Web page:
But there were a few things she wrote that got me thinking about my own limited con experience. Finke wrote about “Mr. Fake Geek Girl Screener.” She wrote about in-group policing being performed by geeks on other geeks. She wrote about men “hitting every hot button of geek gatekeeping they can.” And she wrote that other women, feeling as she did, might “lose all desire to attend *any* cons.”

And that’s when Finke’s words hit me in a way I do grok.

I’ve attended exactly two cons, the first and second Nan Desu Kan in Denver, Colorado. And after the second, I decided that I wasn’t going to attend a third.

See, while I enjoy watching anime and reading manga, I don’t devote a large portion of my life to either. I can talk intelligently about any of the titles I’ve watched and/or read (as well as differences between the anime and manga versions, which I prefer, and why), but I’m not a hard-core fan, at least not compared to someone who truly loves a particular title. I don’t watch so much anime that it consumes all my movie and television time, nor do I read manga so prolifically that I know all the latest titles.

And that’s why I didn’t have good experiences at the first two NDKs. I apparently didn’t meet the True OtakuTM threshold that the other con attendees unconsciously defined, and so I felt that I was being dismissed as a mere hobbyist. And it felt at the time that being a hobbyist was worse than being a “mundane” who wandered into see what all the fuss was about.

I haven’t gone to any cons, gaming or SF or anime, since. I had enough of being condescended to by my peers for being too geeky in high school, thankyouverymuch. And these days I don’t need the hassle of being condescended to for not being geeky enough for the hardcore “True Geek” con gatekeepers.

David Tennant as the 10th Doctor, with the TARDIS

And that bugs me because cons are just the sort of thing I should enjoy. I positively love to geek out over Doctor Who, Star Trek, Star Wars, Bab 5, the Stargate SG-1 universe (except for SG-Universe, which was very nearly as bad as Star Trek 5), Firefly, and so on. I love to debate the relative merit of space opera novels. It’s a blast to commiserate about the parts of Lord of the Rings that were cut out of the movies that I loved and missed, and the differences between the theatrical releases and the extended versions (which were WAY better). And so on.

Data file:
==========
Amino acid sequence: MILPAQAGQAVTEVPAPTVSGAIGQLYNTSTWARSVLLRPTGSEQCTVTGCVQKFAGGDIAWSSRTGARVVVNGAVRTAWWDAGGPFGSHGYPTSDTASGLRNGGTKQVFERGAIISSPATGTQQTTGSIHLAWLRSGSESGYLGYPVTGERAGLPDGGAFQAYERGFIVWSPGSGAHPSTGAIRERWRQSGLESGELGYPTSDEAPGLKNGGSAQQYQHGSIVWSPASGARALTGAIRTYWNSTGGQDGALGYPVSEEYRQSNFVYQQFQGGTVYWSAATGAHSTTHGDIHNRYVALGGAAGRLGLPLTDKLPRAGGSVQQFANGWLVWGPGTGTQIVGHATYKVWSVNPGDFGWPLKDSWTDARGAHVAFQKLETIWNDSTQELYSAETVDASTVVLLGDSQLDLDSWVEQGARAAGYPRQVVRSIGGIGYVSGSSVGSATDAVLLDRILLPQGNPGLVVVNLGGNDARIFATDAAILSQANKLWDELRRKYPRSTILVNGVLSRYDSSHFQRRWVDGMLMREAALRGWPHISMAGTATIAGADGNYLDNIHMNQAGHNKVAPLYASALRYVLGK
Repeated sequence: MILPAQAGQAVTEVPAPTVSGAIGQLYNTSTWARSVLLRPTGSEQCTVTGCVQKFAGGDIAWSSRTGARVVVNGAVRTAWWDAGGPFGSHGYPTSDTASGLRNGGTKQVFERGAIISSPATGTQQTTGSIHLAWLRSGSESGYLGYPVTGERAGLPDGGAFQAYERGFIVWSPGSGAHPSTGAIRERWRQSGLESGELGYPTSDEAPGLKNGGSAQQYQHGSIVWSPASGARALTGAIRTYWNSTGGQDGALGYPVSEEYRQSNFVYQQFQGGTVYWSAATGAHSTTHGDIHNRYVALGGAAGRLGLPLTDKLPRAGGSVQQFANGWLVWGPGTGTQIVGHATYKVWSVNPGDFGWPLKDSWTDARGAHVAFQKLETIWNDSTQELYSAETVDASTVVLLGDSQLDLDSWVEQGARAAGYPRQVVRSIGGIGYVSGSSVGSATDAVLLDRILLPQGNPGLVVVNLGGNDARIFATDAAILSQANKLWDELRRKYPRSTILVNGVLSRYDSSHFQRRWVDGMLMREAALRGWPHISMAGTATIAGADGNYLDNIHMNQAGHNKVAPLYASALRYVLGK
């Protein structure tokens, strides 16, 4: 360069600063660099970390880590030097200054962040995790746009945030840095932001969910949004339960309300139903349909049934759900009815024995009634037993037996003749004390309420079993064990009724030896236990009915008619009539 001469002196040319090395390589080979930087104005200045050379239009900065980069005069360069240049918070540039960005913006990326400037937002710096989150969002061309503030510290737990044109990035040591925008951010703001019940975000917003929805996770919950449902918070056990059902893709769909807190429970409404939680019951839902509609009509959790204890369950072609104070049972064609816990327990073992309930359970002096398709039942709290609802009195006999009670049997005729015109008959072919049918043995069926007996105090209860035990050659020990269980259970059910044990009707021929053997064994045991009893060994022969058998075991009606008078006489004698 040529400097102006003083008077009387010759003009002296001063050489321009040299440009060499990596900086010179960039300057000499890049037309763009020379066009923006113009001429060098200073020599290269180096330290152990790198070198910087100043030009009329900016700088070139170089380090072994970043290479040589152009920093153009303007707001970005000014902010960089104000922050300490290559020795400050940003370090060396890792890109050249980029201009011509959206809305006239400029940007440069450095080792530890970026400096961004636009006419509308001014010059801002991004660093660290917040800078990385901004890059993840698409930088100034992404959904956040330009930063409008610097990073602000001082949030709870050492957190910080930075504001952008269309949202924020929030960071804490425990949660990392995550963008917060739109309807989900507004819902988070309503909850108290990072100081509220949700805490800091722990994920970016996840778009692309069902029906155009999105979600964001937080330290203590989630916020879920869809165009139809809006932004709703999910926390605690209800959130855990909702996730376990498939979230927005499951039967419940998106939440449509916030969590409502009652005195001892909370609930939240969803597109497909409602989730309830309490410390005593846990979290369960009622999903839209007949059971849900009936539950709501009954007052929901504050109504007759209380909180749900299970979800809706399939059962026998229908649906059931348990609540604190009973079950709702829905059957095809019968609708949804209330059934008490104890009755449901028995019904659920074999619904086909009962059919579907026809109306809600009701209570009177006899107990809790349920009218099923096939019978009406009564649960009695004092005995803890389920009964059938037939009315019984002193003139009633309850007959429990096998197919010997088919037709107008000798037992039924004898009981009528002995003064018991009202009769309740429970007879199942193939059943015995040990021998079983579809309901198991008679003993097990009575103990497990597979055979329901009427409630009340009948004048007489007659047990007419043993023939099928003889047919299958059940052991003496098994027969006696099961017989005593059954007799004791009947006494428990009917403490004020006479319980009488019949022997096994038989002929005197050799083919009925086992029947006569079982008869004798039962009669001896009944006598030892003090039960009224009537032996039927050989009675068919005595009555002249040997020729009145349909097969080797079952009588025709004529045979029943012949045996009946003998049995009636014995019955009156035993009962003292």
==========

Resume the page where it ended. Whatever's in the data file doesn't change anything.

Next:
But I don’t want to be sneered at because I don’t care to learn Klingon or Elvish, or because I’m only wearing a TARDIS polo when I could have dressed up as the Doctor, or because I’ve made a conscious choice not to get into X-Men because I don’t care to read the decades of back issues (my obsessiveness would demand it).

Perhaps I’m not being fair. Maybe the problems I had during the first two NDKs aren’t integral to anime cons, or to cons in general. Maybe the gatekeeping I experienced was related more to birthing pains than it was to geeks being cliquish and petty. And maybe what I experienced at an anime con isn’t what I would encounter at a gaming or an SF con. To date I haven’t been willing to find out. But given what Finke described (and the far worse harassment described by other women at cons over the last few years), I suspect that the gatekeeping and pettiness I experienced at NDK are relatively universal.

And that really, really sucks.

Nota Bene #121: Birds of an Ancient Feather

“Television is an invention whereby you can be entertained in your living room by people you wouldn’t have in your house.” Who said it? The answer is at the end of this post. Now on to the links! Continue reading

Nota Bene #119: Think! It Ain't Illegal Yet

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Nota Bene #117: Wake Up!

“Hollywood is so crooked that Mafia gangsters are entirely outclassed and don’t stand a chance. People in Hollywood are smarter. They have more sophisticated knowledge of money and deals and how to steal legally rather than illegally.” Who said it? Continue reading